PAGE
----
Myofascial Trigger Point Release for the Treatment of Pain and Enhancing Motor Control Efficiency

Course Description

This course introduces a functional approach to myofascial trigger point theory. A review of myofascial pain and trigger point dysfunction is presented. It details techniques for palpation and manual release of active trigger points associated with dysfunction of the global muscle system and related pain patterns (MTP).  The course describes how myofascial trigger points are ‘triggered’ from a functional, movement and muscle imbalance point of view.  Thus, muscle imbalance rehabilitation is used to treat myofascial trigger points.  The use of how myofascial trigger point release can be used to facilitate normal movement is also covered.  The course provides problem solving strategies that consider anatomical, physiological and biomechanical principles, articular dysfunction and motor control learning issues.


Course Objectives:    

  • Palpate and understand the difference between myofascial trigger points and other tender points
  • Make a clinical diagnosis of a myofacial trigger point as a source of pain
  • Understand how movement and stability dysfunction can play a role in the development of myofascial trigger points
  • Use movement dysfunction analysis as a clinical reasoning tool to help guide manual therapy and myofascial trigger point release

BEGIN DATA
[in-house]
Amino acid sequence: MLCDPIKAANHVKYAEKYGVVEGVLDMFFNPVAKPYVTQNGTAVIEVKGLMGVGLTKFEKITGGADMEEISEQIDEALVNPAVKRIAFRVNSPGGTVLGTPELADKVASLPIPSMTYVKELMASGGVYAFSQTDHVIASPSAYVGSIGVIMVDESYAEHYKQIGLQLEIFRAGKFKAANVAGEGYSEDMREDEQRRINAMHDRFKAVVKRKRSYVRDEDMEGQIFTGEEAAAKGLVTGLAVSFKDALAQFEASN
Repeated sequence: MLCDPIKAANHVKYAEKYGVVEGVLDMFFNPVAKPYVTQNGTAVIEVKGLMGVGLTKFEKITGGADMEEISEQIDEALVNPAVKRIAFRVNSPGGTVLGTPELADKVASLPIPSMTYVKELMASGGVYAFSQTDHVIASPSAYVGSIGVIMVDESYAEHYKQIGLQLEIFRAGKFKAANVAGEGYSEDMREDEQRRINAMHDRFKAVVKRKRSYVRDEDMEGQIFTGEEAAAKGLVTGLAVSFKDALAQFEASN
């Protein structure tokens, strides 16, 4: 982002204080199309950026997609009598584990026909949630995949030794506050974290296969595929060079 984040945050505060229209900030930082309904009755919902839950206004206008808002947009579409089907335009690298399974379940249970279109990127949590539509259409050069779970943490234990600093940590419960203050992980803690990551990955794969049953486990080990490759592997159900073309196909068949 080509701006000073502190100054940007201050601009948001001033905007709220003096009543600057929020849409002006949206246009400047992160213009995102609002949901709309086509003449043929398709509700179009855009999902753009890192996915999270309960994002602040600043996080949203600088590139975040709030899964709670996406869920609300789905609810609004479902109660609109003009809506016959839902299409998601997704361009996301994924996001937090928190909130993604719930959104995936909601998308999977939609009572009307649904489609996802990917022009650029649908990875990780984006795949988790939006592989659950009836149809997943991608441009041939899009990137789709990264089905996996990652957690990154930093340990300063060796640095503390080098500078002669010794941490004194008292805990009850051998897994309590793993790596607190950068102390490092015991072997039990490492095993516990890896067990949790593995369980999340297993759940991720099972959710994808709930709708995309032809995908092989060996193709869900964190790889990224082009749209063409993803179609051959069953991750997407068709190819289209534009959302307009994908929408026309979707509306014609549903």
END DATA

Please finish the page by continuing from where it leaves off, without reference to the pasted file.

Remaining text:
• Integrate the assessment and treatment of myofascial trigger point release, movement dysfunction and stability training into clinical practice


Motor Control Rehab
The ‘trigger’ is often poor motor control. We cover the key exercises to deal with the most common trigger points. We’ll also show you how trigger points can be used to enhance motor control

Primitive Reflexes
Primitive reflexes can influence movement and therefore also be a ‘trigger’.  We will introduce some key primitive reflexes to help you.

Spinal Reflexes
Spinal reflexes can also be involved with the maintenance of increased tone and trigger points.  We’ll show you strategies to identify and treat these.

Stress, Emotions, Immune system, and Nutrition
It is well acknowledges that these factors influence muscle function.  We will show you when these need to be addressed in rehab

Muscles can maintain increased activity to protect neural tissue.  We will give you strategies to deal with this.

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